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China has replaced the Communist party official widely associated with a security crackdown targeting ethnic Uyghurs and other Muslims in the far-west region of Xinjiang.
The state-owned Xinhua news agency said in a brief announcement on Saturday that Ma Xingrui, the governor of the coastal economic powerhouse Guangdong province since 2017, had replaced Chen Quanguo as the Xinjiang party chief. Chen will move to another role.
The change came amid a wider reshuffle ahead of next year’s 20th party congress, scheduled for the autumn. It is not clear whether the move signals a rethink in China’s overall approach to Xinjiang. Beijing would be sensitive to any interpretation that it was bowing to international pressure.
Some Chinese observers have noted Chen may be promoted further during the party congress. Others say his replacement, Ma, may focus more on the region’s economic development.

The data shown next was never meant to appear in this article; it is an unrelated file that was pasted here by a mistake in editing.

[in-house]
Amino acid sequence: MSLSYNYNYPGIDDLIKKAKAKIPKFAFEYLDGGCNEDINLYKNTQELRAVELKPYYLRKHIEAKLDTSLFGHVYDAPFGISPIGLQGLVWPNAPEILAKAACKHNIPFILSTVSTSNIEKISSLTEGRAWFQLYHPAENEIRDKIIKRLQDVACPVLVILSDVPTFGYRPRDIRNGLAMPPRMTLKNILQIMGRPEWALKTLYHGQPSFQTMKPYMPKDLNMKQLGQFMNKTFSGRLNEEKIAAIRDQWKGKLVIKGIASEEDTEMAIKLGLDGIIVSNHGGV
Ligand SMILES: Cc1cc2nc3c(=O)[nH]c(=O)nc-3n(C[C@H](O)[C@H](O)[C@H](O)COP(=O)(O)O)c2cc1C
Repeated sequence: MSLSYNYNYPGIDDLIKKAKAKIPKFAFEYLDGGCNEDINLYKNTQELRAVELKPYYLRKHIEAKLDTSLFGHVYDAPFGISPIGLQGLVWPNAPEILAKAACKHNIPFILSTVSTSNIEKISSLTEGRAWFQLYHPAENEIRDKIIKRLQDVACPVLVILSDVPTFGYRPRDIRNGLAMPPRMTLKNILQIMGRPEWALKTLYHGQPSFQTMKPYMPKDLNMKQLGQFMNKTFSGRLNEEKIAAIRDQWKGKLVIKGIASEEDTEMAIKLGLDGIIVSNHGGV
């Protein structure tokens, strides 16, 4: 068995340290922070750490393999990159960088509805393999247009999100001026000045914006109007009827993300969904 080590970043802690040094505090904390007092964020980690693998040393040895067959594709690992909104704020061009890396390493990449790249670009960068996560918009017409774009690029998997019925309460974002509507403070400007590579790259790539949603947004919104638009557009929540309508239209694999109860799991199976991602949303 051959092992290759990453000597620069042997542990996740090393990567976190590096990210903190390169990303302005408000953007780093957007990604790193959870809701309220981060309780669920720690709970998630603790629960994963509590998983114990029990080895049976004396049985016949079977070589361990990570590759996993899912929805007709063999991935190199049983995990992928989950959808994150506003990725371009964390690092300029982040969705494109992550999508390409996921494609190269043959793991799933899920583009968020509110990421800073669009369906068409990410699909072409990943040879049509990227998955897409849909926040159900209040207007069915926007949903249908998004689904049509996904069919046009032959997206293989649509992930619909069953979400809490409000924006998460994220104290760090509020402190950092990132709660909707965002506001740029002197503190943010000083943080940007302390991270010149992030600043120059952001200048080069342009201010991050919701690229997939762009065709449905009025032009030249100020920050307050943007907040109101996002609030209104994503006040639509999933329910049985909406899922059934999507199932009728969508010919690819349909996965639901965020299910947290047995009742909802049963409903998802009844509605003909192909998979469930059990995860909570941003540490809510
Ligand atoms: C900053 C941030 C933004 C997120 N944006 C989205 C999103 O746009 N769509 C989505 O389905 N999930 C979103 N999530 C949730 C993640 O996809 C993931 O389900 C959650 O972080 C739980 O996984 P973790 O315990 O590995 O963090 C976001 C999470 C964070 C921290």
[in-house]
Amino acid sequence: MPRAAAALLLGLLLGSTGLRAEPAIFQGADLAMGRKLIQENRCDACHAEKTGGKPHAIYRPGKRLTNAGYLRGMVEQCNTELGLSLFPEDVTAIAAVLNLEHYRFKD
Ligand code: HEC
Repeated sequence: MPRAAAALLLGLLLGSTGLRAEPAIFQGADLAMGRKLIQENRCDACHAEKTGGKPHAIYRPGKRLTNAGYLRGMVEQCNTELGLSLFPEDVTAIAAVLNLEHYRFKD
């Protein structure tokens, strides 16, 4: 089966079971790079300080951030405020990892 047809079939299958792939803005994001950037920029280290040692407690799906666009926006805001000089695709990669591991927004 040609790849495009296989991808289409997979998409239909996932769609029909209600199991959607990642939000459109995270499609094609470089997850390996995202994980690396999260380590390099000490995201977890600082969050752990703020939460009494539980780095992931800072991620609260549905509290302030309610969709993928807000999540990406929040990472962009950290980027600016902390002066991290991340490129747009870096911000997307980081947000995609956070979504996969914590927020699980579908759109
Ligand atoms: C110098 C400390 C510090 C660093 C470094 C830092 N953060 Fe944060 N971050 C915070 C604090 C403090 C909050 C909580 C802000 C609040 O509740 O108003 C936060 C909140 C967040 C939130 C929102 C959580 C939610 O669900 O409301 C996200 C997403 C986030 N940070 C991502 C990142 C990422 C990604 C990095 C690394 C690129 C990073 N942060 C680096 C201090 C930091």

Chen, 66, was appointed party secretary of Xinjiang in 2016. He is one of the 25 members of China’s politburo and was placed on a sanctions list last year by the US.
On Thursday, Joe Biden signed into law a ban on imports from Xinjiang over Washington’s concerns about forced labour. Beijing condemned the move.
Rights groups and the United Nations say about 1 million Uyghurs and other Muslims have been detained in re-education camps in Xinjiang in the name of combating religious extremism and terrorism.
Since 2017, Beijing’s policy in the province has faced fierce criticism from abroad. Some western lawmakers and parliamentarians have described China’s treatment of the Uyghurs as genocidal – a charge Beijing denies. There have also been calls for a boycott of the Beijing Winter Olympics in February.
Chen’s replacement, 62-year-old Ma, has a background in the aerospace industry. Before becoming governor of Guangdong he served as the party boss in Shenzhen from 2015.